He started showing his films to his daughter, who’s now studying art at university, when she was a child—well, all of them except for Oldboy, for obvious reasons. “Because there was a father-daughter relationship I couldn’t bring myself to show it to her,” he said. “She saw it when she went to university. Fortunately she likes my films.” Both women in his life name The Handmaiden as their favorite movie of his.

“I have heard there is a debate at this film festival where a verbal debate is followed by a boxing match,” he smiled, referring to the annual Fantastic Fest spectacle known as the Fantastic Debates, where filmmakers and critics face off over vital cinematic topics and determine the ultimate winner by pounding it out in the ring. “I would love for someone to step up and put this to the test: Prove that all of Park Chan-wook’s films are romantic films.”

It’s ironic to Park, and perhaps a bit frustrating, that he might be known as an artist most concerned with stories of violent revenge—although his films, including The Handmaiden, have that, too. Deep down, he’s got a romantic streak. It peeks out when he describes how, years ago, he met his wife and saw Vertigo for the first time, and thus fell in love twice on the same day. “Creatively I ask her for her opinions and I take a lot of her suggestions,” he said. “And she’s my first love.”

Why, then, does he think his films tend toward boundary-pushing extremes of human behavior, like incest, betrayal, mutilation, and extreme violence? “Because I’ve lived such a boring and mundane life,” he shrugged. “Every storyteller should never confine themselves to the very small limits of their own experience. Rather, they should be able to put themselves in the position of every different kind of human being—and sometimes non-human beings, as well.”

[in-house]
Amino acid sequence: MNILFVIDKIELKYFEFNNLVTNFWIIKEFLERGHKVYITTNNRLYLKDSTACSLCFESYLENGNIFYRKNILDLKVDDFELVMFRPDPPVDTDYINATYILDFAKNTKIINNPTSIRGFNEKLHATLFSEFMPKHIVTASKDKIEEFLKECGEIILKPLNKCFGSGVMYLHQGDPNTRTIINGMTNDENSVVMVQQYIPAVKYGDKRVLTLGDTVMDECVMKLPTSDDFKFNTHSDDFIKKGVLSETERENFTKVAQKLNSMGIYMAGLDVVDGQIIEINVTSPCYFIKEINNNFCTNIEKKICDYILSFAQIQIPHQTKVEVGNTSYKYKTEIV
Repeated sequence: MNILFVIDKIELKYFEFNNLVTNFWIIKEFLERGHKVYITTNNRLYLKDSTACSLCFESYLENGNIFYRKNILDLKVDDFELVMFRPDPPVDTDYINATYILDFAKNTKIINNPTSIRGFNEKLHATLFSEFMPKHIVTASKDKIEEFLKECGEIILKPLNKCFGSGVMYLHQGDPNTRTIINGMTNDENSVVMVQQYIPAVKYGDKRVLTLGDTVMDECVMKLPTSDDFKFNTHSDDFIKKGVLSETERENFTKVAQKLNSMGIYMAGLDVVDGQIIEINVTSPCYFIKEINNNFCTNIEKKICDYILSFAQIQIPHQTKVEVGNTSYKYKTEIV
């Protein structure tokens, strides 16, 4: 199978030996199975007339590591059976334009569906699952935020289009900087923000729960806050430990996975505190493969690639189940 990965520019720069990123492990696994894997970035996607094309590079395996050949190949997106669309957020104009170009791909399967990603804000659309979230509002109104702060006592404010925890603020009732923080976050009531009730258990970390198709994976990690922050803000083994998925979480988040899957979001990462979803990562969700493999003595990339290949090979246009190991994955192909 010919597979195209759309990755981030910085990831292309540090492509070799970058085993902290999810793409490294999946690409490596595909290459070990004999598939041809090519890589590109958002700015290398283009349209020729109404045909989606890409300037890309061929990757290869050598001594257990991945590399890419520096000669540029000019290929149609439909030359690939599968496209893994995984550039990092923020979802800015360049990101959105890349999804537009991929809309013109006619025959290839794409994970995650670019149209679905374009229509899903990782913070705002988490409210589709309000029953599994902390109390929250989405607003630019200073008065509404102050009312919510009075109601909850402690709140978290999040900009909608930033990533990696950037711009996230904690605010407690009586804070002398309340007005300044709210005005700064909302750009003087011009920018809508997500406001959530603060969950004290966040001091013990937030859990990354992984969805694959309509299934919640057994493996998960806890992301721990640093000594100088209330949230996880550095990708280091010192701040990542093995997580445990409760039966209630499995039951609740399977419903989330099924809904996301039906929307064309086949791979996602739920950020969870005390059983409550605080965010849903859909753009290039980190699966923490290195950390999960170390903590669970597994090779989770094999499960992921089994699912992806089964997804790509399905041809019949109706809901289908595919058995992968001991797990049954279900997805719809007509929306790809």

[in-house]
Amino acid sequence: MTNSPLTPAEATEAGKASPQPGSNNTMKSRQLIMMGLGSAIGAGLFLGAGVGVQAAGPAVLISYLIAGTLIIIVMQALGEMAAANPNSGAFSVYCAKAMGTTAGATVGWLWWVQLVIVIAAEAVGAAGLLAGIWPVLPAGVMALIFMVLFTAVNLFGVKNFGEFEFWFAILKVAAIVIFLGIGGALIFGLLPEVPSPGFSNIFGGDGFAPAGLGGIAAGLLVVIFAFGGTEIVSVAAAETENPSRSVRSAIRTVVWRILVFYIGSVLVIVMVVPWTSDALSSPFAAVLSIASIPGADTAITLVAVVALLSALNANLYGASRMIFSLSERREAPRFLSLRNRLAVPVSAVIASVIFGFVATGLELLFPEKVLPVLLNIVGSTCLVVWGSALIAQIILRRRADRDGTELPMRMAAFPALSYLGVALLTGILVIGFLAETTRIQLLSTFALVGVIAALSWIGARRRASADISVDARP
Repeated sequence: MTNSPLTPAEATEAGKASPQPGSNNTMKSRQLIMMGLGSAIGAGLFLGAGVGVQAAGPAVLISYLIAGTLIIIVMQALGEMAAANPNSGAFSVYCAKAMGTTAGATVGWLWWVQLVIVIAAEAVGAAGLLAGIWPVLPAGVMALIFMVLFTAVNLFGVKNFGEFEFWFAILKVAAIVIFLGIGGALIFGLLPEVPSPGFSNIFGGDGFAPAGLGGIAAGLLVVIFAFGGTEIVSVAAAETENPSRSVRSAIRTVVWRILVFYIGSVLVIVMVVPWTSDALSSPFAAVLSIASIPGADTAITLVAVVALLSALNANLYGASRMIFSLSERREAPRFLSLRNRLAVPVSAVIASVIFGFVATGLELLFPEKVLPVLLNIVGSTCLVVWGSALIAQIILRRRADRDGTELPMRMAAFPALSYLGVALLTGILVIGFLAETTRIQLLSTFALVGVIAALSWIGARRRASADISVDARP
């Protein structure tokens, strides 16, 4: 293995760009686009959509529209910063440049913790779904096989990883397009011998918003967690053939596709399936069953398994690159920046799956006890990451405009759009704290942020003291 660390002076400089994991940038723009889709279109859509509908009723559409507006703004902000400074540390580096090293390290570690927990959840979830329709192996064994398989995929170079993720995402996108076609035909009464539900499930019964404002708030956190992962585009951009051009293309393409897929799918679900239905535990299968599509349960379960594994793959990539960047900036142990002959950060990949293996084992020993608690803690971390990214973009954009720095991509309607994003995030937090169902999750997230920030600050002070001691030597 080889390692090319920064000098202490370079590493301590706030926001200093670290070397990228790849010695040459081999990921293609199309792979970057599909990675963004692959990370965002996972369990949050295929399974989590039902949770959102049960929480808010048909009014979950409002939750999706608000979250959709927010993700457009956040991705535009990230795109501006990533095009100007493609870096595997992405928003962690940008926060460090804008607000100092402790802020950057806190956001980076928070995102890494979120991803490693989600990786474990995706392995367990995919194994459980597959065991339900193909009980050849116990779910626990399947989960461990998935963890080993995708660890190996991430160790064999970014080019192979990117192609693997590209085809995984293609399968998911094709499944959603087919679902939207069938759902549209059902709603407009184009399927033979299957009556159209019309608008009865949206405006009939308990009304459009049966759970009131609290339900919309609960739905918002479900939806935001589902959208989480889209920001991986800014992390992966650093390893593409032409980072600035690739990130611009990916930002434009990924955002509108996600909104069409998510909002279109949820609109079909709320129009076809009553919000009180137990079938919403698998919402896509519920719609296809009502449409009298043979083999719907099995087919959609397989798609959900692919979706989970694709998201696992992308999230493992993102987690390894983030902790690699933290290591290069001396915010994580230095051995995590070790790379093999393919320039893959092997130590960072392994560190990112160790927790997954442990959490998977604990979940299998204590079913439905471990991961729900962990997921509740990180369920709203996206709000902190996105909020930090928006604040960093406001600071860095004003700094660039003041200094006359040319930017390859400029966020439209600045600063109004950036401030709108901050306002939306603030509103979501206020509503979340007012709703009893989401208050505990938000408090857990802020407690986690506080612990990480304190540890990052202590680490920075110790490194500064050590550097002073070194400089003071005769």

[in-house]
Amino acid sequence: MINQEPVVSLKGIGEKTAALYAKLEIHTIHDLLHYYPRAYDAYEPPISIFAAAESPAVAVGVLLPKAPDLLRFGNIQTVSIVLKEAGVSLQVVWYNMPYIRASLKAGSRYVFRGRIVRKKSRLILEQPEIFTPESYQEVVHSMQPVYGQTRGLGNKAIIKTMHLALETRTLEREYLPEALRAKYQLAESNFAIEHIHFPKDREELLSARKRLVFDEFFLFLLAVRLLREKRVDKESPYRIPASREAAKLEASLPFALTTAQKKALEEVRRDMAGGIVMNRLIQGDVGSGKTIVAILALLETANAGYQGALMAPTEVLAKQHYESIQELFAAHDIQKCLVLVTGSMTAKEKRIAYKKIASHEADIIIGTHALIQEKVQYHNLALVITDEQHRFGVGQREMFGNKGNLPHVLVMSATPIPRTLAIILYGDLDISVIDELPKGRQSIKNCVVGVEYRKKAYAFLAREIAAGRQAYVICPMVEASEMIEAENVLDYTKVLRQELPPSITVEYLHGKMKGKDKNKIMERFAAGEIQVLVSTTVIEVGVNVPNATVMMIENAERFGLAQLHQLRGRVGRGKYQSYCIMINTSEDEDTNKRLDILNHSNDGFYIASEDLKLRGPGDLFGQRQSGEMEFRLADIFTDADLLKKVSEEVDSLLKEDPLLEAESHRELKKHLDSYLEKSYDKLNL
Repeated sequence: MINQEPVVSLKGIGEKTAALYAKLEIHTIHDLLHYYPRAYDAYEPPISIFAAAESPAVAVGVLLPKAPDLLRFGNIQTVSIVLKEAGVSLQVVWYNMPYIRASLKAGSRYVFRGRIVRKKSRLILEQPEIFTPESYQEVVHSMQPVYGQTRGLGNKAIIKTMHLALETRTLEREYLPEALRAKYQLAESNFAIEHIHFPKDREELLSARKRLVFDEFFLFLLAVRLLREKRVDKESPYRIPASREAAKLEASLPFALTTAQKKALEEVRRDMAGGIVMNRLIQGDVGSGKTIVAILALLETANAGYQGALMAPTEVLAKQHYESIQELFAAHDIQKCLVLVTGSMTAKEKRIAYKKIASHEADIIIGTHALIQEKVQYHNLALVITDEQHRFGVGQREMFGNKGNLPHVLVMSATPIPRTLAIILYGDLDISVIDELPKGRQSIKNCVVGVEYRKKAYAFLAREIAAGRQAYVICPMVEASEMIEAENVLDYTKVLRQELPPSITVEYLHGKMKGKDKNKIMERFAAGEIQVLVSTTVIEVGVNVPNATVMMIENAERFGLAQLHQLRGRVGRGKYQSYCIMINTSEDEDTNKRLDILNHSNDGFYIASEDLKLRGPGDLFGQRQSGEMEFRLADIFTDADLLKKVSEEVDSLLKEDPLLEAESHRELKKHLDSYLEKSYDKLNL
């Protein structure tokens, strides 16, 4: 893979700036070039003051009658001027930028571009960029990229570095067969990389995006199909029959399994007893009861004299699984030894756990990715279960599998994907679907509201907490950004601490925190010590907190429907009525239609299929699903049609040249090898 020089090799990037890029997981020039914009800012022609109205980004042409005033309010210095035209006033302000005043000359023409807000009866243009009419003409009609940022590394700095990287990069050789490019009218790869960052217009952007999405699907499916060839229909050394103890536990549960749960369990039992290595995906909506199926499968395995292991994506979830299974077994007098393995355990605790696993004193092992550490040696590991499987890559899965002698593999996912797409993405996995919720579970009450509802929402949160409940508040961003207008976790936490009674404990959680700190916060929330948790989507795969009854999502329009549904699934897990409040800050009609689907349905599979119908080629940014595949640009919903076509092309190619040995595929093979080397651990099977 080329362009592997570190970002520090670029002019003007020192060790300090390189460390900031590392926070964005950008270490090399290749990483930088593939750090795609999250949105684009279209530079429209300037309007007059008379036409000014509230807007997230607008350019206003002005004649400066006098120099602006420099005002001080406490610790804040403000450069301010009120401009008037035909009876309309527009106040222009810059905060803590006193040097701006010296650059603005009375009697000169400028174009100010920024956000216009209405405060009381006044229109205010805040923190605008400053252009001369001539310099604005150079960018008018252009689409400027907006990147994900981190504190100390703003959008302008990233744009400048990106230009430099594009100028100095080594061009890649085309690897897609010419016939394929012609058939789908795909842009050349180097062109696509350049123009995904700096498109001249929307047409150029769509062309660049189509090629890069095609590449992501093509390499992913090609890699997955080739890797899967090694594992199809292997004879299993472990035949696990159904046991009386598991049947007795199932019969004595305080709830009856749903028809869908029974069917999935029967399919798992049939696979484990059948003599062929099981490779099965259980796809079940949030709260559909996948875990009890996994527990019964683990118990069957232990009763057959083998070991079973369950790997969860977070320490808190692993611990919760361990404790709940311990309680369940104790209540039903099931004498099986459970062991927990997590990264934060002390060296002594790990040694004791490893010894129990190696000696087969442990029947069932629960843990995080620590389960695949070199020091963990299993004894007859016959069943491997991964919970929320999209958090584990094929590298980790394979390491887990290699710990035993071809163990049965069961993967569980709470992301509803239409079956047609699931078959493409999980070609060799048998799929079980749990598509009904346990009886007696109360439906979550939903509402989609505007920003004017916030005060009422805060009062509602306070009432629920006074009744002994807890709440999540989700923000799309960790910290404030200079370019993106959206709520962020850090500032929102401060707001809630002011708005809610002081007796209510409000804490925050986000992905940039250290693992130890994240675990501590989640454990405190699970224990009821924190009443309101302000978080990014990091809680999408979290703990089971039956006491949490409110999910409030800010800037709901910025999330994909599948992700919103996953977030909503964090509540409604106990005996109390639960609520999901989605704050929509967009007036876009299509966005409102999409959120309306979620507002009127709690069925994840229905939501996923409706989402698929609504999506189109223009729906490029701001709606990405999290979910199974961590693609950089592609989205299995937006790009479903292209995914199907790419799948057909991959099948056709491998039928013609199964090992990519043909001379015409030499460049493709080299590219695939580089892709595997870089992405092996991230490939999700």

If Park has the ability to put himself in the paws of animals for the sake of art, does he feel bad even years later, for the poor octopi that gave their lives to be eaten by Choi Min-sik in Oldboy, in what’s still one of the most indelible scenes he’s ever filmed?

He considered it, sipping a hoppy red named the “Big Mama,” a dish of bacon-wrapped quail between us. “Not really,” he said. In Korea, live octopus is served sliced into pieces, still wriggling on the plate. What difference does it make if it’s eaten chopped or whole?”

Some cephalopod enthusiasts argue that octopi, with their uncanny abilities to liberate themselves from tanks and multitask, are creatures of consciousness who maybe even have souls. I explained how it’s a thought that haunts me every time I rewatch that scene in Oldboy, the tentacles writhing in Oh Dae-su’s mouth as he renders its owner apart—arguably that film’s most sensual and sensory moment, a visceral collision of art, life, and real violence.

Director Park gave it another moment’s thought. “I’m not sure whether the existence of a soul equates to your level of intellectual ability. Do we say that snappers don’t have souls, but octopi do? If that’s the case, what about cows and pigs?” he countered, a twinkle in his eye. “You’ve seen Babe, right?”